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Ford is recalling more than two million models of sedans, crossovers, and vans because the doors have the potential to fly open while the vehicle is being driven, causing major safety concerns for people across the U.S. and their families.

Faulty spring tabs used in the car’s design are susceptible to cracking, especially when subjected to high heat, making it difficult to close the door properly in the first place. This defective thermal threshold has been an issue that has plagued Ford door design for years.

This is now the third recall to fix the following Ford models ranging from 2011 to 2016 (model year ranges vary by the specific model):

  • Focus
  • Fusion
  • Fiesta
  • Escape
  • C-Max
  • Lincoln MKZ
  • Lincoln MKC
  • Mustang
  • Transit Connect van

According to Ford, some dealers that claimed to have fixed this problem during the previous recalls (15S16 or 16S30) either didn’t do them properly or didn’t do them at all.

The National Highway Traffic Safety Administration has reported numerous complaints on this issue. While Ford has said in a statement that it is not aware of any crashes or injuries directly related, it is a no-brainer that a door suddenly flying open while driving can cause distraction that could lead to an accident or, worse, can cause someone to be ejected from the vehicle in the event of an accident. The injuries resulting from such an occasion can be catastrophic.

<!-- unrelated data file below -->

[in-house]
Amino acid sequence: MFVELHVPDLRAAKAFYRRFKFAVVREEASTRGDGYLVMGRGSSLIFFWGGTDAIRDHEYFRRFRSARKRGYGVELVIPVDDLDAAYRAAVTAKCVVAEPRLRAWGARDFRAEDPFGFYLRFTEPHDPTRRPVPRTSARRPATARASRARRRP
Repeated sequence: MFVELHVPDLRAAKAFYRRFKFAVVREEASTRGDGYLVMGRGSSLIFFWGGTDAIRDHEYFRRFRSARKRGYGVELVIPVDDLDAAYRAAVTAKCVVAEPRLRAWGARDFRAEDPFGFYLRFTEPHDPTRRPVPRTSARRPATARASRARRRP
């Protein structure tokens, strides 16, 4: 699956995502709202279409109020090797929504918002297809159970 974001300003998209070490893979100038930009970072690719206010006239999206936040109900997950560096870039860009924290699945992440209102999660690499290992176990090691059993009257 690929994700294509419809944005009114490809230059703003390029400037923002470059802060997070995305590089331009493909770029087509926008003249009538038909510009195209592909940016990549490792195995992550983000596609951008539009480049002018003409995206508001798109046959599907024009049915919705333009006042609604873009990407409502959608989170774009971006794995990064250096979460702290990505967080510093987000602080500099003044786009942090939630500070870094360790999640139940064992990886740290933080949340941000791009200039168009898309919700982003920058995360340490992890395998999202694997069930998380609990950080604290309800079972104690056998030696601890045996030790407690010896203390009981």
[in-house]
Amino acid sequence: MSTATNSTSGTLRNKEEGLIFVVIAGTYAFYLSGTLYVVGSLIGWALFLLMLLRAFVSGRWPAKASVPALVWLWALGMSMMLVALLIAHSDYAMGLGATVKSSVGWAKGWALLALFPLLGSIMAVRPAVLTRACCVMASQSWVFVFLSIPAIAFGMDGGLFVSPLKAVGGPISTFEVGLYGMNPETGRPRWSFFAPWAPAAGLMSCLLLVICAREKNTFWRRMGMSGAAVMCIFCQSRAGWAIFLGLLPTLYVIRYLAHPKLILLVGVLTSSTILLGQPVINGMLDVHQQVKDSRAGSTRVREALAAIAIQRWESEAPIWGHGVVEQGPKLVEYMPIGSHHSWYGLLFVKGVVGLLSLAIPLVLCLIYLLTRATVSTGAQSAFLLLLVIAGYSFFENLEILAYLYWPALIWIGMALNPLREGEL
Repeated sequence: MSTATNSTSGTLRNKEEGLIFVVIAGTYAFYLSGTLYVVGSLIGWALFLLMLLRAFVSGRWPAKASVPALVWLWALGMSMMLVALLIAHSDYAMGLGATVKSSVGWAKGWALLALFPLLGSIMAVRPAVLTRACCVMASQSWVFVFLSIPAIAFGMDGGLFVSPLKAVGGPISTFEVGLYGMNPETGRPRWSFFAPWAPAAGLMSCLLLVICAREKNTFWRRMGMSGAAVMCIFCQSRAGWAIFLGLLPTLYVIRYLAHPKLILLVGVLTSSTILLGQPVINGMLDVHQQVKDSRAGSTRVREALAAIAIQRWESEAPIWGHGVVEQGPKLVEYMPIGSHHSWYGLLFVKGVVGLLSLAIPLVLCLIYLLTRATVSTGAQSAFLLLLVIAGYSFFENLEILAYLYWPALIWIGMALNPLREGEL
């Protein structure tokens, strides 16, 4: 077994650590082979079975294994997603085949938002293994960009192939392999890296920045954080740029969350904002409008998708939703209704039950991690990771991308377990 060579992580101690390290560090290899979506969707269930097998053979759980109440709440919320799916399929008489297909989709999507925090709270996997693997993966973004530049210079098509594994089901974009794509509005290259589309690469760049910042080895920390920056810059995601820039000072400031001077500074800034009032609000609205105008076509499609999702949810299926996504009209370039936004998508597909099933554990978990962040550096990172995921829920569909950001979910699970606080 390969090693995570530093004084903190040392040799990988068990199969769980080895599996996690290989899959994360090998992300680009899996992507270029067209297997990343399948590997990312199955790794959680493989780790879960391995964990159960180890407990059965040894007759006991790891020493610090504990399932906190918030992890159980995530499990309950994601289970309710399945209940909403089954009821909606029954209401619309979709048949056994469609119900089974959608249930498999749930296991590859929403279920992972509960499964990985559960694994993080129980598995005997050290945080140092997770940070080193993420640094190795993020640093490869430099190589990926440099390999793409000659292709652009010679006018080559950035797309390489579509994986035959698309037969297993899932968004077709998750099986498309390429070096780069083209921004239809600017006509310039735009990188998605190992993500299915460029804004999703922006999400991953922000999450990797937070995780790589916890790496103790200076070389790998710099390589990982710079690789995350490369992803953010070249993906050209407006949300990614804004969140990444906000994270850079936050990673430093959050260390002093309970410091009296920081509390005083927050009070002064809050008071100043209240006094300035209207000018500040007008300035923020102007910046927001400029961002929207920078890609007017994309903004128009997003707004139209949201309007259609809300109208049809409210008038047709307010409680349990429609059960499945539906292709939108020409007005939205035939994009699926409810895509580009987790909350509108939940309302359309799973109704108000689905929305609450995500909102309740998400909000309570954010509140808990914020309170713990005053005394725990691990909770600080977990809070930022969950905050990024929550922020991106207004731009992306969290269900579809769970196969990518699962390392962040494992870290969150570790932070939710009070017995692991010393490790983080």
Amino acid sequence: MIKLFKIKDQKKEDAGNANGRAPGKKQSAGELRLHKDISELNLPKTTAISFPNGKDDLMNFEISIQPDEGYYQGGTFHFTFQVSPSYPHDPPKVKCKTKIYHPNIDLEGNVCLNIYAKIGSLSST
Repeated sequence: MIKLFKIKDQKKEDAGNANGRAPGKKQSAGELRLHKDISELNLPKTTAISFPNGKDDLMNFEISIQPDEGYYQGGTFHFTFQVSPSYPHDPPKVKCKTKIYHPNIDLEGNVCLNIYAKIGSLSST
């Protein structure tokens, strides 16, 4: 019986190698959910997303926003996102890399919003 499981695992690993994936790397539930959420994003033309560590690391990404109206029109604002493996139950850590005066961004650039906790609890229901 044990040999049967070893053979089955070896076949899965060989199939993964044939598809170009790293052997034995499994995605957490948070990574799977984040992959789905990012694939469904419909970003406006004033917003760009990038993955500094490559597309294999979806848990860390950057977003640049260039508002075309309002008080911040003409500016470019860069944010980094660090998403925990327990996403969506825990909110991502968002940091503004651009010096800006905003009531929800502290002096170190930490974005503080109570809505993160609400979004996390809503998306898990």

Previous Ford Recalls

This recall follows two earlier recalls in 2016 and 2017 covering the same problem but in different subsets of Ford and Lincoln vehicles. While these issues have continuously been investigated and recalled in at least five million vehicles—at no small expense to Ford—it keeps expanding to include more cars and trucks. It would seem that Ford can’t get a handle on their door handle problems.

Common complaints over the years have not just been about the car door flying open during operation, but also in trying to close the door, it may bounce back due to the latch not being in the correct position, in turn, causing potential injury on the rebound. Users have also reported seeing a warning light that says “Door Ajar” and finding the door unlatched upon checking, and some owners have even had to tie the doors shut.

These issues should’ve been fixed in not just this recall but any of the recalls before. Ford has been aware of their door handle problems for years and they still continue to profit off of these popular models of cars.

Our Past Experience With Latch Defect Litigation Against Ford

Jason Frede and Alicia Frede v. Ford Motor Company

Our auto product liability attorneys have successfully handled a variety of car defect cases for many years and in states all over the country.